|Alan Sroufe Attachment Theory Mary Jo Barrett Diets Mindfulness Couples David Schnarch Brain Science Challenging Cases Ethics Attachment William Doherty Gender Issues Great Attachment Debate Men in Therapy Anxiety Linda Bacon The Future of Psychotherapy Trauma Future of Psychotherapy Mind/Body Community of Excellence Wendy Behary Clinical Excellence Narcissistic Clients Clinical Mastery Etienne Wenger Couples Therapy Symposium 2012 CE Comments|
|Clinicians Digest July/Aug 2008 - Page 4|
We've pretty much accepted the notion that the only kind of useful psychotherapy for schizophrenia involves med management, basic social-skills training, psychoeducation for family members to help reduce the stress on the person, and perhaps some cognitive-behavioral therapy to help schizophrenic patients keep a realistic perspective on their hallucinations. But a remarkable new memoir, The Center Cannot Hold: My Journey Through Madness, by Elyn Saks, associate dean and professor of law, psychology, and behavioral science at the University of Southern California law school—who's actively schizophrenic—challenges our ideas about limited psychotherapy and limited prognoses for people with schizophrenia. Saks insists that without old-fashioned, long-term, intensive psychoanalytic therapy, she'd be one of the thousands of minimally functioning individuals with schizophrenia.
As a law student, Saks was convinced that her brain would overheat, blow out of her head, and spatter the classroom walls. Over the years, she's been psychiatrically hospitalized several times, and now, decades later, she still has frequent, powerful delusions. Unlike mathematician John Nash (A Beautiful Mind), Saks's schizophrenia isn't in remission: she remains on the antipsychotic Clozapine, and even then, she sometimes has to retreat to a safe place to manage her delusions. On the morning of her wedding, long after her last hospitalization, she needed reassurance that aliens wouldn't be attending.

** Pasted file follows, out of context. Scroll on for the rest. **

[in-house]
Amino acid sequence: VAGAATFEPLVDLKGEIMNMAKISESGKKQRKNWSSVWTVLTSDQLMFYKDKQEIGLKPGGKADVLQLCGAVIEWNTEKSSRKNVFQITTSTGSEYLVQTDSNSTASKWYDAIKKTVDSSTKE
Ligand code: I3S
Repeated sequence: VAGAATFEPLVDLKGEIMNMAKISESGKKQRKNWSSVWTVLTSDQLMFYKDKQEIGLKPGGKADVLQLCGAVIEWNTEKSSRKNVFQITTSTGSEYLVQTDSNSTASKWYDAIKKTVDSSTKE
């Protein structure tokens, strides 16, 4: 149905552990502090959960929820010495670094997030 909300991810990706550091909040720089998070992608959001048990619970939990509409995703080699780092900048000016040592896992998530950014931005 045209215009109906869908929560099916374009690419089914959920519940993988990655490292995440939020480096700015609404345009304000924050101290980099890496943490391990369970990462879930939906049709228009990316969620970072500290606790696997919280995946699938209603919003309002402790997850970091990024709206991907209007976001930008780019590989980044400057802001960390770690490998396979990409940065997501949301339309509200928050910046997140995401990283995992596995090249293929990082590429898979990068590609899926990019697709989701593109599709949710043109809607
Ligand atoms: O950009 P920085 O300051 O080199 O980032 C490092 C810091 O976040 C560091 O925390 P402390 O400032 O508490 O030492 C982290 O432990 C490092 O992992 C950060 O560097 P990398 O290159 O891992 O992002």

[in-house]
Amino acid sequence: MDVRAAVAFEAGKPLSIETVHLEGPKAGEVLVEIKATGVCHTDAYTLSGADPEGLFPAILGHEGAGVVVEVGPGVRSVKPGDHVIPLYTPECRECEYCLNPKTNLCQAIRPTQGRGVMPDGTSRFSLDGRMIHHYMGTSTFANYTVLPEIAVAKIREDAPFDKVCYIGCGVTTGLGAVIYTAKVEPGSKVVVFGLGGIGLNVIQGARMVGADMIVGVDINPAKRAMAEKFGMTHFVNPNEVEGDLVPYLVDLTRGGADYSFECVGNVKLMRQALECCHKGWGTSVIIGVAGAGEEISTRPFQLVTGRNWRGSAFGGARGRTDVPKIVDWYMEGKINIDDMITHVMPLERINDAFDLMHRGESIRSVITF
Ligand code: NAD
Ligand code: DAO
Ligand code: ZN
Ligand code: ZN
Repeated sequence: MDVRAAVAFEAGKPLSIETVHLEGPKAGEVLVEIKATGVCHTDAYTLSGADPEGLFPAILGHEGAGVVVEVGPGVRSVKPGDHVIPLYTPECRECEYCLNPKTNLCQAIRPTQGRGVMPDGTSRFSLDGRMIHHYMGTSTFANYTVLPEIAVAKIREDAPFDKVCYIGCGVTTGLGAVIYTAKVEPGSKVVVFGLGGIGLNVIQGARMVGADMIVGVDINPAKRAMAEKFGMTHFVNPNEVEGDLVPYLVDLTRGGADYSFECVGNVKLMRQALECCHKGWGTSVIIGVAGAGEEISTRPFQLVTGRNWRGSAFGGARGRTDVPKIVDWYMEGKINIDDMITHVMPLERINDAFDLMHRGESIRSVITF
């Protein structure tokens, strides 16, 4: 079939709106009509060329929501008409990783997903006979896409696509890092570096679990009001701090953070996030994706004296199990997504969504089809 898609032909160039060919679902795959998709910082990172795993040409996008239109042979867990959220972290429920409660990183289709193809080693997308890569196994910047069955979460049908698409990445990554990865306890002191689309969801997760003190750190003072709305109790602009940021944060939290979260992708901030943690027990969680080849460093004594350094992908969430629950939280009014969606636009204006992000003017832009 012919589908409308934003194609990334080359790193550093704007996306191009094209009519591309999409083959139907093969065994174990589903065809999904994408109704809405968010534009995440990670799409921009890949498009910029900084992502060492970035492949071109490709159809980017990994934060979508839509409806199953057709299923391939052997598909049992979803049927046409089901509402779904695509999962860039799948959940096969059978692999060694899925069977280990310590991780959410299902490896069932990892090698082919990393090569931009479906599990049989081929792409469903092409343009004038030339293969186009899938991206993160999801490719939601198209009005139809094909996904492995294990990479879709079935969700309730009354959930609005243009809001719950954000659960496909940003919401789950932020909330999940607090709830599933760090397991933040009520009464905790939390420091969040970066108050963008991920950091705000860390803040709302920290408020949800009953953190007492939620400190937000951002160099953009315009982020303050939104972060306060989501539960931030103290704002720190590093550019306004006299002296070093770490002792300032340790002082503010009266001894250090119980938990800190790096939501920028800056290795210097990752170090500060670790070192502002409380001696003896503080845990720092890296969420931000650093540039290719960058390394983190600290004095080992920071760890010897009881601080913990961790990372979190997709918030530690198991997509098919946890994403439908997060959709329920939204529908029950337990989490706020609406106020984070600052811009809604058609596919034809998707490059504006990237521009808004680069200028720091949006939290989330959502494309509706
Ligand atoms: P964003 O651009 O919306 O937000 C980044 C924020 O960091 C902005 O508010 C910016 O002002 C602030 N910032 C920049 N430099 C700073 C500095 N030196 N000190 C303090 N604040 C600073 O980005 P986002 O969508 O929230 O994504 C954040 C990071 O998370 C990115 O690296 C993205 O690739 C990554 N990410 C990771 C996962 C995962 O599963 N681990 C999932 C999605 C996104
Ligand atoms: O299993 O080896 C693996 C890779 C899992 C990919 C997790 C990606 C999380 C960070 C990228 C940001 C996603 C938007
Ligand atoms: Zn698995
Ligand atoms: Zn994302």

Saks's memoir is a testimony to the power of the intimate therapeutic relationship for people with schizophrenia. The psychotic symptoms, bizarre behavior, and emotional outbursts characteristic of schizophrenia drive even friends away and create an isolation chamber that amplifies symptoms. Saks believes that her therapist's acceptance, understanding, and occasional interpretations allow her to both acknowledge her emotions and test reality.
When her violent, uncontrollable thoughts began to unhinge her, for example, her therapist explained that the thoughts were an expression of her fear, not of violent impulses. That perspective helped Saks manage them. Her therapist allows her to share her psychotic thoughts without fear of abandonment, ridicule, or being locked up "One of the worst aspects of schizophrenia," Saks writes, "is the profound isolation, the constant awareness that you're different . . . not really human."